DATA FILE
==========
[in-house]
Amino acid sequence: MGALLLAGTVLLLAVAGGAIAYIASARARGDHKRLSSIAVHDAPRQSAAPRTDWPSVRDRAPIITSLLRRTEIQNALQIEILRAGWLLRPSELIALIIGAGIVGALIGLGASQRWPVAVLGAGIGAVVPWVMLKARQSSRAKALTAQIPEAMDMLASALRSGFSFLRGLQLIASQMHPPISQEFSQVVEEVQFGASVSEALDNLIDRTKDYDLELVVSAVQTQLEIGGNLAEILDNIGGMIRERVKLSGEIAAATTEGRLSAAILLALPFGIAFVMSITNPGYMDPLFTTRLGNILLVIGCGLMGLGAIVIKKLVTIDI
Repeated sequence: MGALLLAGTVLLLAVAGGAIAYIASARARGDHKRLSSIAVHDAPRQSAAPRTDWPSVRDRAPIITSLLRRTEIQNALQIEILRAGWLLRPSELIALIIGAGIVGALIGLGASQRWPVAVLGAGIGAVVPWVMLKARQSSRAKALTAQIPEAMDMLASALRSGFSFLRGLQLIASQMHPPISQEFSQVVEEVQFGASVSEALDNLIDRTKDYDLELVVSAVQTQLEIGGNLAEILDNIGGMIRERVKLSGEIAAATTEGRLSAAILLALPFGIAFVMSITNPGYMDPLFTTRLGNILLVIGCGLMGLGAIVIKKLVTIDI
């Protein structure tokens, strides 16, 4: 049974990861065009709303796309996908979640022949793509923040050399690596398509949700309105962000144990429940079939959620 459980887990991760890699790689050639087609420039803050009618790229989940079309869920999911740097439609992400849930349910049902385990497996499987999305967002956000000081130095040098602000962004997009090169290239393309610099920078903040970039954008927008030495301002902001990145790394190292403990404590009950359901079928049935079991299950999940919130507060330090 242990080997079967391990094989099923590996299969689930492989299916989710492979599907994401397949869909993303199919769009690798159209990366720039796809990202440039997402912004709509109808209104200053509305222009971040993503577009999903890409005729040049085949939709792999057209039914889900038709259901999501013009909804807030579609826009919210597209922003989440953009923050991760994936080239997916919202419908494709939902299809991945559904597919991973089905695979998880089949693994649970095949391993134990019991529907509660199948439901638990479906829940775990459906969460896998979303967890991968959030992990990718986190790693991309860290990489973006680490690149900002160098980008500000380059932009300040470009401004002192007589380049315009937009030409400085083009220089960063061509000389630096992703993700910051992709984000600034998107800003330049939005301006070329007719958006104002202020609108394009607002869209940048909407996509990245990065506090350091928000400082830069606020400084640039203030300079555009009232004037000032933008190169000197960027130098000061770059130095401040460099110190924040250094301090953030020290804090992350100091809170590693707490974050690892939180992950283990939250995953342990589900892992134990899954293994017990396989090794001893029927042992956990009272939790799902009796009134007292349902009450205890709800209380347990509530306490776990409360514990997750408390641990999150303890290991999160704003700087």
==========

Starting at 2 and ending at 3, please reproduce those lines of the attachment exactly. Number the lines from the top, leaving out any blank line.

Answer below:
Amino acid sequence: MGALLLAGTVLLLAVAGGAIAYIASARARGDHKRLSSIAVHDAPRQSAAPRTDWPSVRDRAPIITSLLRRTEIQNALQIEILRAGWLLRPSELIALIIGAGIVGALIGLGASQRWPVAVLGAGIGAVVPWVMLKARQSSRAKALTAQIPEAMDMLASALRSGFSFLRGLQLIASQMHPPISQEFSQVVEEVQFGASVSEALDNLIDRTKDYDLELVVSAVQTQLEIGGNLAEILDNIGGMIRERVKLSGEIAAATTEGRLSAAILLALPFGIAFVMSITNPGYMDPLFTTRLGNILLVIGCGLMGLGAIVIKKLVTIDI
Repeated sequence: MGALLLAGTVLLLAVAGGAIAYIASARARGDHKRLSSIAVHDAPRQSAAPRTDWPSVRDRAPIITSLLRRTEIQNALQIEILRAGWLLRPSELIALIIGAGIVGALIGLGASQRWPVAVLGAGIGAVVPWVMLKARQSSRAKALTAQIPEAMDMLASALRSGFSFLRGLQLIASQMHPPISQEFSQVVEEVQFGASVSEALDNLIDRTKDYDLELVVSAVQTQLEIGGNLAEILDNIGGMIRERVKLSGEIAAATTEGRLSAAILLALPFGIAFVMSITNPGYMDPLFTTRLGNILLVIGCGLMGLGAIVIKKLVTIDI